Willy gets angry, curses him and says that Biff is wasting his life away and he will not be successful. Biff admits that he was arrested due to stealing a suit, which led him to serve time in prison for three months, also comes clean about stealing items many times from others. He also realizes how many great job offers he declined since high school. Biff alleges his family of lying and never saying the truth “for ten minutes in this house.” Willy and Biff are not the only ones lying, Happy has also lied about his job. Biff exposes him in front of Linda and Willy, he says that Happy has never been the assistant buyer, the truth is that he’s been one of two assistants to the assistant buyer. He also says that Happy wants to work in the open environment. He wants his father to realize what their sons what to do in life, not what he wants them to do. In conclusion, Biff and Happy wants Willy to accept the reality. Willy Loman, a man wanting to achieve his American dream loses the battle against life and his family. Willy was a great salesman in his young days, but as he gets older, his body gives up and he starts having daydreams or flashbacks. He starts talking imaginary people, such as Ben. Ben died years ago and he was the best Salesman in the company. A great amount of people and his family showed up to give their final regards. That tells the reader that he was loved by everyone plus he lived his best life. Willy wants people to show up to his funeral, he doesn’t want his funeral to be gloomy or sad. Willy and his family need money, he wants to leave something behind for his family. He saw a big beauty between his once dream-drive away life plus his present circumstances. He wanted to redeem himself from the real world respecting the desolation and emptiness of life. He gets the idea to commit suicide, so his family can receive a small fortune of twenty-thousand dollars of his insurance policy. Which will advance their living standards, plus acquire BIff’s love. If he dies intentionally, his family won’t gain the money. It has to be an accidental death. Also, his loved ones don’t know about his ideas or the insurance deal. At the end of the play, after talking with his deceased brother, Willy deliberately crashes his car, which leads to his death. For Willy, suicide was a victory, his gratefulness to his sons. Weeks prior to Willy’s death, Biff and Happy held their father’s funeral. No one except his family shows up to the ceremony. In one scene, Linda is confused about her husband’s death. She quote, “I can’t understand it.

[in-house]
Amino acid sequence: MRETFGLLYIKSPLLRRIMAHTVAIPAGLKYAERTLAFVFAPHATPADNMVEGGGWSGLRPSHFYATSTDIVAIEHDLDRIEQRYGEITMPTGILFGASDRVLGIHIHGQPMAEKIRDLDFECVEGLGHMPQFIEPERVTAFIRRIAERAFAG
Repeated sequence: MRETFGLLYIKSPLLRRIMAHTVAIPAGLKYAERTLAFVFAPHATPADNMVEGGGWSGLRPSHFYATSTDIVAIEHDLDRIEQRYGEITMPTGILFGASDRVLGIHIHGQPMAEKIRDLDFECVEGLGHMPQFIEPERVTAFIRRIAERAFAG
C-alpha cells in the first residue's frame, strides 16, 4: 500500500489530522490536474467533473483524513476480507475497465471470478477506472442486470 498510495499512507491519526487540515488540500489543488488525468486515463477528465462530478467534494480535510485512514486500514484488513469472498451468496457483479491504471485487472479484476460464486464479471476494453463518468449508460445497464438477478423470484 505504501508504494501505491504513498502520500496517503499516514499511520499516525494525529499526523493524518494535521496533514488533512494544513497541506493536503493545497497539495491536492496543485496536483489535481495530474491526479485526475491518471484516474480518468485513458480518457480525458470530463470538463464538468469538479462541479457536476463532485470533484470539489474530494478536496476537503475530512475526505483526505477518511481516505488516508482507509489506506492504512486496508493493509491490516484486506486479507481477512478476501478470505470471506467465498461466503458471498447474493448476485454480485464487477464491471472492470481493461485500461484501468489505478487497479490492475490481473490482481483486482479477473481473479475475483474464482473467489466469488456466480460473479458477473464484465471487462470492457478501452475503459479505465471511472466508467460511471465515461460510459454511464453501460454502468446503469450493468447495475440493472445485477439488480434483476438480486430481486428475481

At this time especially First time in thirty five years we were just about free and clear. He only needed a little salary.” Linda refers to her house to how it was mortgage free. Willy Loman had every characteristic that a tragic hero needs to have. He showed sadness and emotions such as pity and fear. His American dream was to be the greatest salesman and to provide a better future plus money for his wife and two grown sons. He couldn’t achieve his American Dream, because of his tragic downfall, he thought he can travel to far places to sell products door to door with no problems. But in reality his body was giving up, and his mind was in an imaginary place. He started talking to Ben, his older brother who expired years ago, asking for his advices and started following his directions. After Howard broke the news to Willy that he doesn’t want Willy to represent the company, Willy decided to give up his life for his family’s bright and upcoming future.